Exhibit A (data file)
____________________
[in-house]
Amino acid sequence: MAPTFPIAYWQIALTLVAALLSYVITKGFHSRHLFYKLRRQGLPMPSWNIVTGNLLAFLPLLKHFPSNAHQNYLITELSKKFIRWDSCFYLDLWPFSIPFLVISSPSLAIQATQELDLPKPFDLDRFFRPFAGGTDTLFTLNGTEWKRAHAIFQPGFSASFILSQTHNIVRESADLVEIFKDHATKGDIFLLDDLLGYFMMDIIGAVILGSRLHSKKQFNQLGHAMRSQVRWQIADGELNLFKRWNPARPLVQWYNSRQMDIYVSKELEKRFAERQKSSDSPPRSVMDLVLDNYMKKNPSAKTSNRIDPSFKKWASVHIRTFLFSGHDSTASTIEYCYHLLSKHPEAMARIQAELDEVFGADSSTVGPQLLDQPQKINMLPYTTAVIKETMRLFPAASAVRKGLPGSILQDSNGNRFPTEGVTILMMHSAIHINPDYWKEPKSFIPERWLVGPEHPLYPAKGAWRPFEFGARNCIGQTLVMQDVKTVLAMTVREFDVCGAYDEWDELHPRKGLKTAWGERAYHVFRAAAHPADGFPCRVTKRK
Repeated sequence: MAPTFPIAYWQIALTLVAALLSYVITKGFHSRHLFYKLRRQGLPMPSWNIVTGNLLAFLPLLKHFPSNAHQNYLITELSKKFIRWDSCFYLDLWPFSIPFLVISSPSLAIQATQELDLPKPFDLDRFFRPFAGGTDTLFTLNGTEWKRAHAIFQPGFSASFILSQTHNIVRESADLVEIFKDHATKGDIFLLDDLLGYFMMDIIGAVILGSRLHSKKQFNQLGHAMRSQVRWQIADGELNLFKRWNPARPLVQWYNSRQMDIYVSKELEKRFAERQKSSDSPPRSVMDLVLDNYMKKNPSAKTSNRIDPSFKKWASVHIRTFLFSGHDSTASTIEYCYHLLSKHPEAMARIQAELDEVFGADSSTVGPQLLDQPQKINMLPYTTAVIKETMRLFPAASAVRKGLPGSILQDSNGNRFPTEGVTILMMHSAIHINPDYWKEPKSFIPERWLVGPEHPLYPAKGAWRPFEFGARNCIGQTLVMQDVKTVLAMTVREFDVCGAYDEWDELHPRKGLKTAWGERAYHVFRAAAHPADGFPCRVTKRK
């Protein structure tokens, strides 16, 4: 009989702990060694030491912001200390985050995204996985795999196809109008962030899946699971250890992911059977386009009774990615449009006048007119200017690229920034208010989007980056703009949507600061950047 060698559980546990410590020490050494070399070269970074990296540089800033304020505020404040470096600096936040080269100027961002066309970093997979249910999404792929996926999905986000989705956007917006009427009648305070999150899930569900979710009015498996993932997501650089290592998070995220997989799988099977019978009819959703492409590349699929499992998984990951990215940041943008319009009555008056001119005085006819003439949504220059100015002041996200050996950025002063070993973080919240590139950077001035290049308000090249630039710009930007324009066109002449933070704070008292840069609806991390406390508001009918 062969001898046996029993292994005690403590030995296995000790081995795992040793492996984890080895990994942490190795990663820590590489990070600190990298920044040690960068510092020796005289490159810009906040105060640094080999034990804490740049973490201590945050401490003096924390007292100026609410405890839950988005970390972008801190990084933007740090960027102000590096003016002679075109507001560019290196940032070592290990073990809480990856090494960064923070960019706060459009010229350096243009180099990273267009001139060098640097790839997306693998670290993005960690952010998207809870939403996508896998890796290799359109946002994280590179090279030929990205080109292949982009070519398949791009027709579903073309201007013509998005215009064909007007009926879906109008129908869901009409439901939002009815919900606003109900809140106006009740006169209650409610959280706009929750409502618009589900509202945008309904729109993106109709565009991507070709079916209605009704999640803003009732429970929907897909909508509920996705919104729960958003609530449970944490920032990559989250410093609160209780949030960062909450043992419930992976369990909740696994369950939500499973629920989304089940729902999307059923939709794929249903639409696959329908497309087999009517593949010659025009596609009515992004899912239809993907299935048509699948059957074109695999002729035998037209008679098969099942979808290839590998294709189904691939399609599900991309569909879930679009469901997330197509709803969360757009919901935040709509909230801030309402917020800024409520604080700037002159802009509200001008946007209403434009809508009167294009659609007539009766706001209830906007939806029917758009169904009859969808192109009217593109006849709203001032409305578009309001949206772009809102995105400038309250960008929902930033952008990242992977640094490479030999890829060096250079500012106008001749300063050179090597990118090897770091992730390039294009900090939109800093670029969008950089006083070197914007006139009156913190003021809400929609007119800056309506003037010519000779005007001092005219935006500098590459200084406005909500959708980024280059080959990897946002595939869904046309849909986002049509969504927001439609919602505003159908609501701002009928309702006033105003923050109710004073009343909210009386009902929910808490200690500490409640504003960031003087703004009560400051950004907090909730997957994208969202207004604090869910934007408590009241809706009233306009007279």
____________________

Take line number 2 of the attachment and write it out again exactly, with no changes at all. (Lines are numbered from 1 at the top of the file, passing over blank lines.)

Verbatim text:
Amino acid sequence: MAPTFPIAYWQIALTLVAALLSYVITKGFHSRHLFYKLRRQGLPMPSWNIVTGNLLAFLPLLKHFPSNAHQNYLITELSKKFIRWDSCFYLDLWPFSIPFLVISSPSLAIQATQELDLPKPFDLDRFFRPFAGGTDTLFTLNGTEWKRAHAIFQPGFSASFILSQTHNIVRESADLVEIFKDHATKGDIFLLDDLLGYFMMDIIGAVILGSRLHSKKQFNQLGHAMRSQVRWQIADGELNLFKRWNPARPLVQWYNSRQMDIYVSKELEKRFAERQKSSDSPPRSVMDLVLDNYMKKNPSAKTSNRIDPSFKKWASVHIRTFLFSGHDSTASTIEYCYHLLSKHPEAMARIQAELDEVFGADSSTVGPQLLDQPQKINMLPYTTAVIKETMRLFPAASAVRKGLPGSILQDSNGNRFPTEGVTILMMHSAIHINPDYWKEPKSFIPERWLVGPEHPLYPAKGAWRPFEFGARNCIGQTLVMQDVKTVLAMTVREFDVCGAYDEWDELHPRKGLKTAWGERAYHVFRAAAHPADGFPCRVTKRK